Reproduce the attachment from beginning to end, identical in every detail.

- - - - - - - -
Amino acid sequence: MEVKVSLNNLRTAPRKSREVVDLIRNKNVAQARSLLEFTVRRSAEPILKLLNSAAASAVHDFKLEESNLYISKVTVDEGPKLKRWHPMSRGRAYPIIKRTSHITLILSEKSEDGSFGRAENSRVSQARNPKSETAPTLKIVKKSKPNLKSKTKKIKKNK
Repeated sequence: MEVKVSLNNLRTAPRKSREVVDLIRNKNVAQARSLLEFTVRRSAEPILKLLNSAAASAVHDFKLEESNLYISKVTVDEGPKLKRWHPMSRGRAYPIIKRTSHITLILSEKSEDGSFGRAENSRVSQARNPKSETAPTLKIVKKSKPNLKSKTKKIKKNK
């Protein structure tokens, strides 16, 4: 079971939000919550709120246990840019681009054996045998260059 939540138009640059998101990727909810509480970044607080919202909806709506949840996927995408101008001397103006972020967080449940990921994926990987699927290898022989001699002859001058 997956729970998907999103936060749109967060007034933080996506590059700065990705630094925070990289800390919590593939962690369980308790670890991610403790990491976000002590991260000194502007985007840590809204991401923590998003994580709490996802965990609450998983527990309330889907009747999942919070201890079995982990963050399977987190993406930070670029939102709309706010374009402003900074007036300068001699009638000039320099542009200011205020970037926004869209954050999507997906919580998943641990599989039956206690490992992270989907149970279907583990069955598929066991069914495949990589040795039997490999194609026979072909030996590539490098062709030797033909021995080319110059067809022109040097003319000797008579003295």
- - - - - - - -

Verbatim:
Amino acid sequence: MEVKVSLNNLRTAPRKSREVVDLIRNKNVAQARSLLEFTVRRSAEPILKLLNSAAASAVHDFKLEESNLYISKVTVDEGPKLKRWHPMSRGRAYPIIKRTSHITLILSEKSEDGSFGRAENSRVSQARNPKSETAPTLKIVKKSKPNLKSKTKKIKKNK
Repeated sequence: MEVKVSLNNLRTAPRKSREVVDLIRNKNVAQARSLLEFTVRRSAEPILKLLNSAAASAVHDFKLEESNLYISKVTVDEGPKLKRWHPMSRGRAYPIIKRTSHITLILSEKSEDGSFGRAENSRVSQARNPKSETAPTLKIVKKSKPNLKSKTKKIKKNK
């Protein structure tokens, strides 16, 4: 079971939000919550709120246990840019681009054996045998260059 939540138009640059998101990727909810509480970044607080919202909806709506949840996927995408101008001397103006972020967080449940990921994926990987699927290898022989001699002859001058 997956729970998907999103936060749109967060007034933080996506590059700065990705630094925070990289800390919590593939962690369980308790670890991610403790990491976000002590991260000194502007985007840590809204991401923590998003994580709490996802965990609450998983527990309330889907009747999942919070201890079995982990963050399977987190993406930070670029939102709309706010374009402003900074007036300068001699009638000039320099542009200011205020970037926004869209954050999507997906919580998943641990599989039956206690490992992270989907149970279907583990069955598929066991069914495949990589040795039997490999194609026979072909030996590539490098062709030797033909021995080319110059067809022109040097003319000797008579003295």